But the main target of criticism is a move to carve out provisions of the state tax code from the federal bill.

One of those changes would give businesses greater flexibility to bring profits from overseas affiliates on some items, such as intellectual property, back into Kansas without paying taxes on them.

Other elements of the bill would allow residents to itemize on their state tax return, regardless of whether they itemize on their federal payments, allowing them to take advantage of provisions in the federal law that discourage itemization. 

"I don't why we didn't do it three years ago," Sen. Rob Olson, R-Olathe, said. "I guess some people thought we needed the revenue. But it was a tax increase when we did it then."

But Senate Minority Leader Dinah Sykes, D-Lenexa, said legislators needed to go back to the drawing board.

“Let’s have an honest conversation about how to provide tax relief for all Kansans that does not bust our budget,” Sykes said.

Legislators clear vetoproof majority with razor-thin margin

The Senate had no trouble overriding Kelly's veto, with Sen. Jeff Pittman, D-Leavenworth, joining all Republicans in supporting the measure.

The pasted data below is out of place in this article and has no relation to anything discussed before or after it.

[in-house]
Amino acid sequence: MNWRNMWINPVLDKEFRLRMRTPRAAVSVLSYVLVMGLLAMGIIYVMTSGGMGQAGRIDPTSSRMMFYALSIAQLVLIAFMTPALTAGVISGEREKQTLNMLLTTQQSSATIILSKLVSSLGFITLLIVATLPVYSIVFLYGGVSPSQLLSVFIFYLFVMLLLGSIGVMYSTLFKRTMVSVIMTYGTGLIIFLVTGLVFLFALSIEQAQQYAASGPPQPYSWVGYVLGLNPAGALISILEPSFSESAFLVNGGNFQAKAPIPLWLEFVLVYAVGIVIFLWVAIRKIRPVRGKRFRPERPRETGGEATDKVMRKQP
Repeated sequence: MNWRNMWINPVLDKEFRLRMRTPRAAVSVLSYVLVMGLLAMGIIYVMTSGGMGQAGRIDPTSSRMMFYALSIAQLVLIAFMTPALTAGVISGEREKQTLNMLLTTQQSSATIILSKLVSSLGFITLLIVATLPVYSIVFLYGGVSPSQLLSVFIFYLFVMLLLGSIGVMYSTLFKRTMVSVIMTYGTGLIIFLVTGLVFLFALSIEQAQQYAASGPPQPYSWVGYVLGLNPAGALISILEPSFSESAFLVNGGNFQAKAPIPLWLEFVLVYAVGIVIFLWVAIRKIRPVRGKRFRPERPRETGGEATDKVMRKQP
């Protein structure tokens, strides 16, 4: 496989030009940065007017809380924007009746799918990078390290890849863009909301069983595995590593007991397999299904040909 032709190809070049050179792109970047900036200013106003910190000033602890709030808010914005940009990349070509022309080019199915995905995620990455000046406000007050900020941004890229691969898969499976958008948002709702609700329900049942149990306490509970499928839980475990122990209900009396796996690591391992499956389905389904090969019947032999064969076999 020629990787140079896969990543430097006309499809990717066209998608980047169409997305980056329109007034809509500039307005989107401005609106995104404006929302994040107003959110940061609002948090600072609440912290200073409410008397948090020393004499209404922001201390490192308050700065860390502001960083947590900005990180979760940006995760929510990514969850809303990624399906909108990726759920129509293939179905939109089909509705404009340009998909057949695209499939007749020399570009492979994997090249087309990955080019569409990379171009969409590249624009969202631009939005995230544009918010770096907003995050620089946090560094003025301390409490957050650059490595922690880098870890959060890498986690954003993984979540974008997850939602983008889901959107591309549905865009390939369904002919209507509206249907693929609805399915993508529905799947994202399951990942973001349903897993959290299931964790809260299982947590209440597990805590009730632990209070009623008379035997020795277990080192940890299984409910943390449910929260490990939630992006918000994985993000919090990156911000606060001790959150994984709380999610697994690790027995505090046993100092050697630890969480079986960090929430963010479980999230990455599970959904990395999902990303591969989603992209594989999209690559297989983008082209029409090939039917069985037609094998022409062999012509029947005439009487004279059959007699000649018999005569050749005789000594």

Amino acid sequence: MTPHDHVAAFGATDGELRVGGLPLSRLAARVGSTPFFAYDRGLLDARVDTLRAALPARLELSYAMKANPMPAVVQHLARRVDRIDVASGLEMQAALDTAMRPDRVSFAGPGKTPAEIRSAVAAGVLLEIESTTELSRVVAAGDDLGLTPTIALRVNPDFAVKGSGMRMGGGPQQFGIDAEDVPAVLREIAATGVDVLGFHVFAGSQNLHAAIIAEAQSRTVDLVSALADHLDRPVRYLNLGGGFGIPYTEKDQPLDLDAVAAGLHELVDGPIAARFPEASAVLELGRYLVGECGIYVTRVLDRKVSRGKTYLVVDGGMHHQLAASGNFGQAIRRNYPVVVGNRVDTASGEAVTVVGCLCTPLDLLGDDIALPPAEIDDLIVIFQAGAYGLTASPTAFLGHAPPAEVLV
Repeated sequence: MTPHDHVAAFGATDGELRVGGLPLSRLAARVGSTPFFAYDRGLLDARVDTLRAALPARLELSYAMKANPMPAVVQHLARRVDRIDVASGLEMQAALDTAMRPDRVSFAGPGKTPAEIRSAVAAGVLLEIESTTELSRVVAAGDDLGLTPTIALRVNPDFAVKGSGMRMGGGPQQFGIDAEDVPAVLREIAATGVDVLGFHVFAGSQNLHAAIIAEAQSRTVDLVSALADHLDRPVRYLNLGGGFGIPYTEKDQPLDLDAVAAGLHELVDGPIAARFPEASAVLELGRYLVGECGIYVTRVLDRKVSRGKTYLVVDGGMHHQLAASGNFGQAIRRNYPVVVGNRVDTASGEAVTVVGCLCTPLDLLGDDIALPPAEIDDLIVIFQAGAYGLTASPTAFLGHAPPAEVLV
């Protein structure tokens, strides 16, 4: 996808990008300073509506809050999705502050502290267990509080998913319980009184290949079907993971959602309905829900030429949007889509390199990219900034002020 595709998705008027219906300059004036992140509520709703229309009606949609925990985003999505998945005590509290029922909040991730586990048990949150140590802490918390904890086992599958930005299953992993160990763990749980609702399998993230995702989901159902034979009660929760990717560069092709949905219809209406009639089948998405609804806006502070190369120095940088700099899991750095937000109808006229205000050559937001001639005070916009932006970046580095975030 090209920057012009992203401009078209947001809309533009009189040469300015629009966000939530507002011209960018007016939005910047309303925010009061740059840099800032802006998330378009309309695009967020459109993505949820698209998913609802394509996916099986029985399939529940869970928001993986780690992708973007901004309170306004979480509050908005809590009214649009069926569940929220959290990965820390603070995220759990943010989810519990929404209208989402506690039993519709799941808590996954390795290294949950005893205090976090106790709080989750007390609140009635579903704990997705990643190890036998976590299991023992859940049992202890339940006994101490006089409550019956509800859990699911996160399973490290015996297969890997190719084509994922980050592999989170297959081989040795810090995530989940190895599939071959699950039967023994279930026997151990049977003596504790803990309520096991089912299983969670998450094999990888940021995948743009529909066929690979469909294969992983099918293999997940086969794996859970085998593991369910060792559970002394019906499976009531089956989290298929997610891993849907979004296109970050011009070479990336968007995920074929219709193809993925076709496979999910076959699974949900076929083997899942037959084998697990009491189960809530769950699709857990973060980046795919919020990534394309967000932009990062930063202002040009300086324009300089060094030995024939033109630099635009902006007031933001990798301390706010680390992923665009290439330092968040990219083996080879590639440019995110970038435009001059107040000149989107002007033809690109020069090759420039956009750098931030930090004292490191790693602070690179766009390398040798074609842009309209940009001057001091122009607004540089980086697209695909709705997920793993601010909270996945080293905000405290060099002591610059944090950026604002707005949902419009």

But the vote was tighter in the House, where it passed on a tight 84-39 vote. Three Republican members flipped to supporting the bill after previous opposition.

That included embattled Rep. Mark Samsel, R-Wellsville, who was arrested last week on misdemeanor battery after an alleged altercation with a student while substitute teaching.

Samsel couldn't be reached for comment and House leadership has said they won't call on him to step down until the legal process has run its course. 

Other conservatives played down their change in vote. Rep. Martin Houser, R-Columbus, said he had previously had concerns about the marketplace facilitator provision but decided the harms didn't outweigh the benefits.

"I voted for two or three of those things before," Houser said. "I just changed my mind."

House sweeps aside Kelly's concerns on elections, gun bills

Members also moved to overturn Kelly's vetoes on a range of other bills.